Charge Sensing Lab


image The work electricity comes from the Greek word elektron, which means "amber."  Amber is a petrified tree resin, and the ancient Greeks understand that if you rub an amber rod with a piece of cloth, the amber attracts small pieces of leaves or dust.  A piece of hard rubber, a glass rod, or a plastic ruler rubbed with a cloth can also display this "amber effect," which we know as static electricity.

Two types of electric charge exist, as determined by Benjamin Franklin in the 1700s.  Franklin labeled these charges "positive" and "negative."  He also found that the charges either attract each other, or repel each other.  Detailed experiments showed that unlike charges attract, and like charges repel.

Franklin also determined that, in generating any amount of charge, the amount of charge generated on the rod was equal to the amount of opposite charge generated by the cloth.  Stated more clearly in the law of conservation of electric charge: "the net amount of electric charge produced in any process is zero."

Precautions in Using the Charge Sensor

Modern synthetic shoes, fabrics, and plastic insulators readily accumulate stray static charges under moderately dry conditions, so care must be taken that the charges measured are those in the experiment, not those on the experimenter.  Three simple precautions help:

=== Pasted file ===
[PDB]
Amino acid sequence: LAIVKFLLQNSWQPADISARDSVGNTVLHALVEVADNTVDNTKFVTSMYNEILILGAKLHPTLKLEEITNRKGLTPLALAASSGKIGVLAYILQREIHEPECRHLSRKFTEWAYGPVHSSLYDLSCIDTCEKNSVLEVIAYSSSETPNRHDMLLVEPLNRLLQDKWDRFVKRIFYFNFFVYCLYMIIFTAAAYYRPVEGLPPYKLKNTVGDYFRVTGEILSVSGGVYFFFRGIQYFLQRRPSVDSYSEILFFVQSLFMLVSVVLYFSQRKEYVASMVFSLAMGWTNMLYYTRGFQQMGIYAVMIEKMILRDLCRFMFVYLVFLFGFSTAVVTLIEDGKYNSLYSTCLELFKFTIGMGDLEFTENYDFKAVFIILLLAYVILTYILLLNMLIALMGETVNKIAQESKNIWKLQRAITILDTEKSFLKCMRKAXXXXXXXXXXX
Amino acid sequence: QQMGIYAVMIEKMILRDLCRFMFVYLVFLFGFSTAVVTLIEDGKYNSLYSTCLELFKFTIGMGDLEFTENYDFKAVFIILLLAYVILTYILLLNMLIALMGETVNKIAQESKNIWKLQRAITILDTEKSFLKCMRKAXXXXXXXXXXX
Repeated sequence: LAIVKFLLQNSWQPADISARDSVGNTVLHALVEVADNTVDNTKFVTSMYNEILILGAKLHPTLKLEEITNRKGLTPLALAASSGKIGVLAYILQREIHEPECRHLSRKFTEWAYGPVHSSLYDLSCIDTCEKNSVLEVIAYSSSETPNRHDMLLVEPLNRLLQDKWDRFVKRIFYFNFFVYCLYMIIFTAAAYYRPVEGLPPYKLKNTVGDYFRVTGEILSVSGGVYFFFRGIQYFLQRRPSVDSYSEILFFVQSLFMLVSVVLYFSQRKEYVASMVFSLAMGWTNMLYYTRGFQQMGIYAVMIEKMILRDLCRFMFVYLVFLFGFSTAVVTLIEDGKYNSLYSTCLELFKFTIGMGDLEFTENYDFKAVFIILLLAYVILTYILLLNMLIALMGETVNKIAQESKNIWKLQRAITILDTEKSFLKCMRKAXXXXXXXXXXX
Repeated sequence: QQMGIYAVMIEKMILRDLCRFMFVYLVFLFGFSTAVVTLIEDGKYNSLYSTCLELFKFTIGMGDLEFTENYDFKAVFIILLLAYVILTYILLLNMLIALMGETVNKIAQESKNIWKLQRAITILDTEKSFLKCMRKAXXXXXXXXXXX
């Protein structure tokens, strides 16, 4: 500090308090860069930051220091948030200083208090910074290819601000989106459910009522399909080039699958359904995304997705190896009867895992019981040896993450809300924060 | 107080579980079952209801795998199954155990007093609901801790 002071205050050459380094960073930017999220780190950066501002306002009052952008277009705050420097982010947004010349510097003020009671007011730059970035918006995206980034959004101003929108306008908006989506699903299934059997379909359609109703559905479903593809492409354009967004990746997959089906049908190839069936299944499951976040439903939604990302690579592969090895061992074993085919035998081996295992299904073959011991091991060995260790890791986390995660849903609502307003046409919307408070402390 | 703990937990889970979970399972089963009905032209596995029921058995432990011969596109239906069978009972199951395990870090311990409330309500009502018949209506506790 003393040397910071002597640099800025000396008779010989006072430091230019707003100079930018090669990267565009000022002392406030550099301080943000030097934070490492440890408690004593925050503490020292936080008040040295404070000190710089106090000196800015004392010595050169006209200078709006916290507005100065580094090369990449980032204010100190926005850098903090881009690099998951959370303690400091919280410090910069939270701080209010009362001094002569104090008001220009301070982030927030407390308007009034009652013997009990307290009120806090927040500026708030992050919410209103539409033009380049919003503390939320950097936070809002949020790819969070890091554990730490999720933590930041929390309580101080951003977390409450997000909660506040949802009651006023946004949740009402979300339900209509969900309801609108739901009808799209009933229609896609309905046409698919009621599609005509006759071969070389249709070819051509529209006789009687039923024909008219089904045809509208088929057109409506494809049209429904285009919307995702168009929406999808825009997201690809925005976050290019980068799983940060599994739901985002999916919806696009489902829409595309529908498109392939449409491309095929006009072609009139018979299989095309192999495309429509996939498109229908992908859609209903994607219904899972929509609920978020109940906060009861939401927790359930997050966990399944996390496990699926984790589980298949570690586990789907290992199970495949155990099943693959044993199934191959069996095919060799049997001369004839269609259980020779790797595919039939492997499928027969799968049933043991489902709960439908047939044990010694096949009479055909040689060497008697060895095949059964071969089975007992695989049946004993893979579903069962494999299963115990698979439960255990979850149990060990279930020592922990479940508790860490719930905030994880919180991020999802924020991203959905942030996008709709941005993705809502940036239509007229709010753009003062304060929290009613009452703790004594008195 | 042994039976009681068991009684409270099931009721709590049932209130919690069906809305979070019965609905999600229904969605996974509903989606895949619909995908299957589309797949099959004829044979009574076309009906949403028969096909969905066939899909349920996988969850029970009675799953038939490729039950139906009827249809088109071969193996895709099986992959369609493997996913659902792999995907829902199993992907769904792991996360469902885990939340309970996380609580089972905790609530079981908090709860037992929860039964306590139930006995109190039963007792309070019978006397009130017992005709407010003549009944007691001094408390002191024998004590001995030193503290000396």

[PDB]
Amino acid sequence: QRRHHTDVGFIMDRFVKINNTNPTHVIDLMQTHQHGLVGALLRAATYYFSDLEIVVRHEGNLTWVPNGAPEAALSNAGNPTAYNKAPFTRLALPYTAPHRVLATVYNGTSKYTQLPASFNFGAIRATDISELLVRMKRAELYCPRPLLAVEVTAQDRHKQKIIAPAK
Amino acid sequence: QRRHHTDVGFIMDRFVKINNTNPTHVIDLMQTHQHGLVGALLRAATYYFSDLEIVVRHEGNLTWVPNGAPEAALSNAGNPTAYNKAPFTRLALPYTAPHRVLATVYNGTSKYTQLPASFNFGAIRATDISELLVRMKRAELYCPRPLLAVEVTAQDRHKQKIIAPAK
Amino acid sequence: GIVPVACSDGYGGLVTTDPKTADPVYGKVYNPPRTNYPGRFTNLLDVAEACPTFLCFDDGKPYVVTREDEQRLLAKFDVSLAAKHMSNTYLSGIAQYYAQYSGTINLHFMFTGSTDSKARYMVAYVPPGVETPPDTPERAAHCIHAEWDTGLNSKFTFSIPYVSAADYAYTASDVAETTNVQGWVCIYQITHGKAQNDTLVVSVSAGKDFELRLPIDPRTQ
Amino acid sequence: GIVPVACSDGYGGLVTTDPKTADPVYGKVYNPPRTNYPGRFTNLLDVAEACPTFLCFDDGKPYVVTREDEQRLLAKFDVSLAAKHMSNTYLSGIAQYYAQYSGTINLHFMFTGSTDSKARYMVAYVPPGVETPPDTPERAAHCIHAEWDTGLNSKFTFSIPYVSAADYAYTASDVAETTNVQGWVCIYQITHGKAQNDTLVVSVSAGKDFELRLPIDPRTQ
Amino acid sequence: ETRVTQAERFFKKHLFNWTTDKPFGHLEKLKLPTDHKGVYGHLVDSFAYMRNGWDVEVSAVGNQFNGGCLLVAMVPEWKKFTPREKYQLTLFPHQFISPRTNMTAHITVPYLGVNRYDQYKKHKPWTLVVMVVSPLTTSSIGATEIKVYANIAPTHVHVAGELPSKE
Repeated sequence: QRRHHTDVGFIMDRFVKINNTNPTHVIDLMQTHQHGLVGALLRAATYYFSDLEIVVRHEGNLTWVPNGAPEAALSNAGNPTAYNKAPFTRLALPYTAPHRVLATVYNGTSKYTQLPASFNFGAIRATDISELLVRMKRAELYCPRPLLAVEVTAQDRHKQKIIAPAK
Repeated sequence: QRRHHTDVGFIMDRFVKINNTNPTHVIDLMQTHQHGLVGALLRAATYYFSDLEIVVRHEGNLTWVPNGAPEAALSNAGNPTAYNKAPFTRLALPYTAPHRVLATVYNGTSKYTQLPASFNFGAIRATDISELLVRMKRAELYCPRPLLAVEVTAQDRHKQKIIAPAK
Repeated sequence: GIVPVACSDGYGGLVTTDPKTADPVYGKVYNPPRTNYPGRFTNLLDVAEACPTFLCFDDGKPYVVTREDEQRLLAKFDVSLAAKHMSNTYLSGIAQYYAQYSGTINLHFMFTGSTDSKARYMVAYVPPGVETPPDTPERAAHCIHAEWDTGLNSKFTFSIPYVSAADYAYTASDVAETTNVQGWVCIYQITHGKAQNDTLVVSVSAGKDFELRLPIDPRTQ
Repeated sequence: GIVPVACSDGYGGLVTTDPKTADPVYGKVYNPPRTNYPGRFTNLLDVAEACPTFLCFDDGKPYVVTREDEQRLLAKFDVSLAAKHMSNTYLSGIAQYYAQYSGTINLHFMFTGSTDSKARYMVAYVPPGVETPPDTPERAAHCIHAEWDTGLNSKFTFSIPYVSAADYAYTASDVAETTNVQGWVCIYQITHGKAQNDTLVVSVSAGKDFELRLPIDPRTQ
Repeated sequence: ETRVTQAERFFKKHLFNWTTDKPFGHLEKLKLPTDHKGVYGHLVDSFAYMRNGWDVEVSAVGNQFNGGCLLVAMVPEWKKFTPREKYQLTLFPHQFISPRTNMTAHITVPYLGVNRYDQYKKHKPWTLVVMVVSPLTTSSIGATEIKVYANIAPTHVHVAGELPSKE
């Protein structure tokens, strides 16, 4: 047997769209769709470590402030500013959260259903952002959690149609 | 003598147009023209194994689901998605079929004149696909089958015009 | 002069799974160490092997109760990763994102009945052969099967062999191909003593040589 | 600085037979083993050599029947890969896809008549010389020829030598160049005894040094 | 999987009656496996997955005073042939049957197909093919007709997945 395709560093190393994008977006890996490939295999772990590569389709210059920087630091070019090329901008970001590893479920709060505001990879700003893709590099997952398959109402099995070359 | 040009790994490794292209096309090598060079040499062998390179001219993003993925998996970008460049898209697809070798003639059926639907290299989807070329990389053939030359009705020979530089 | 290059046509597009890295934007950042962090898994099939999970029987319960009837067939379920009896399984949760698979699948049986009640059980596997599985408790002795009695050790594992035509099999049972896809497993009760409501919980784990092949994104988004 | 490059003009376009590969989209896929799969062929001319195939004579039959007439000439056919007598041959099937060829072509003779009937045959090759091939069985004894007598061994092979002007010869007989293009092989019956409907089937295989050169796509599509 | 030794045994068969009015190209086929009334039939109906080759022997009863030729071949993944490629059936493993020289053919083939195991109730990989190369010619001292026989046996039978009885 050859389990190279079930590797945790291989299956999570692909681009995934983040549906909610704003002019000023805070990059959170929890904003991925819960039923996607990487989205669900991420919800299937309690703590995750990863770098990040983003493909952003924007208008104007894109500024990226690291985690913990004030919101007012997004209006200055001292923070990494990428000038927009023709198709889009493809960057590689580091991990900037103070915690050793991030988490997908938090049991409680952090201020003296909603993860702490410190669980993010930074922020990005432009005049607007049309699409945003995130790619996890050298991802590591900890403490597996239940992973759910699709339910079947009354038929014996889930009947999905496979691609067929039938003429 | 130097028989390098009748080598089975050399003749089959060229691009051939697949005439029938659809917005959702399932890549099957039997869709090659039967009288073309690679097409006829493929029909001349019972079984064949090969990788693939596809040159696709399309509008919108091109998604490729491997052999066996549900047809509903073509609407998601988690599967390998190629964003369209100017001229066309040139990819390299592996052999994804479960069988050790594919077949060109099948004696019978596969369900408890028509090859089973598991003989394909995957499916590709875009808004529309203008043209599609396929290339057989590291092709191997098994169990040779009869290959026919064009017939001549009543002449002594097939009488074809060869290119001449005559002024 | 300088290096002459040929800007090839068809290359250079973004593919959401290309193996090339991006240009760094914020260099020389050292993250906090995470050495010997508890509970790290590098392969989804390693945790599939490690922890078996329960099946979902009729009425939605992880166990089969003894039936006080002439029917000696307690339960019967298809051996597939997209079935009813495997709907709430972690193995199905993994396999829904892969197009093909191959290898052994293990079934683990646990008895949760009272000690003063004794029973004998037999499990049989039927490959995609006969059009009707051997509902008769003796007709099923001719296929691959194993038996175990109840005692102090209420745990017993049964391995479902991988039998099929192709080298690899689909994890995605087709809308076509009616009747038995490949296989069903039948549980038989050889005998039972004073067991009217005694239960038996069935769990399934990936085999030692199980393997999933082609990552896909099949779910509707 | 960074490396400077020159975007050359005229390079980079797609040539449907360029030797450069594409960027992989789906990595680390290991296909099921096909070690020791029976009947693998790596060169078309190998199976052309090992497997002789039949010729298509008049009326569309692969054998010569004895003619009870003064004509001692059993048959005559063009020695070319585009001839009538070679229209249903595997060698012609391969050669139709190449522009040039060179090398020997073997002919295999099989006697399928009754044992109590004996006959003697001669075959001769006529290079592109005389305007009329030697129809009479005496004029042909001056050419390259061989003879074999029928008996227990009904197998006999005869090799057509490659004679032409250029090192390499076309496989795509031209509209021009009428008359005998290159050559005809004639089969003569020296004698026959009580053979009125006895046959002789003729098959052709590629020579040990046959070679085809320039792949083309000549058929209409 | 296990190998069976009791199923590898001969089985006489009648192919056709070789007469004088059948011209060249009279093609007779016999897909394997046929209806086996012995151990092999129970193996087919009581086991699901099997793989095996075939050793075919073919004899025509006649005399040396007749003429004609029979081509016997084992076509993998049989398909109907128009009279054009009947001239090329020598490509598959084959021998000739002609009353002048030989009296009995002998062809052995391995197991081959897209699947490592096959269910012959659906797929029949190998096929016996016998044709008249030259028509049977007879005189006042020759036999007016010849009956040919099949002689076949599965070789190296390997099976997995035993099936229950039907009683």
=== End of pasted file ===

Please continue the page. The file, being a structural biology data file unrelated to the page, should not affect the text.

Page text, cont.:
1. Experiments should be performed on a lab table with a square of heavy-duty aluminum foil connected to the grounding (black) lead of the sensor.  Folding the edges under 1 cm keeps the clip from tearing the foil.
  2. Use a metal can as the conducting sensor body, insulated from the ground plane by an empty inverted glass jar or beaker.
  3. The experimenter should be connected by a grounding lead to the foil ground plane by a grounding bracelet or a strip of heavy-duty foil, folded over four times, wrapped around one wrist, and connected to the ground plane with a long clip lead.

 Experimental Setup

  1. Begin by setting up your experimental apparatus as shown.  Place a square of aluminum foil on your lab table, and connect it to the ground (black) lead of your charge sensor.  Place your metal sensing can on top of a glass jar on the aluminum foil, and connect the sensing (red) lead of the charge sensor to the can.  Verify the charge sensor is set to +/- 10V.  Press and hold the reset button the charge sensor to drain the capacitor.
  2. Connect the charge sensor to the LabPro using the Analog1 input.  Start up LoggerPro software and verify that the software is reading charge.  Again reset the charge sensor.
  3. Create a grounding strap for the experimenter by folding a thin piece of aluminum foil over 4 times and wrapping it around your wrist.  Connect this strap to the grounded aluminum foil square using a long clip lead.image

Detecting Charge by Induction

  1. Begin measurements by grounding the sensor and discharging the internal capacitor with the zero button.  As you move through each step, record your observations.
  2. Rub a plastic straw or amber rod with a small square of paper towel, fur, or wool.  Bring the straw or rod near the can and observe the reading.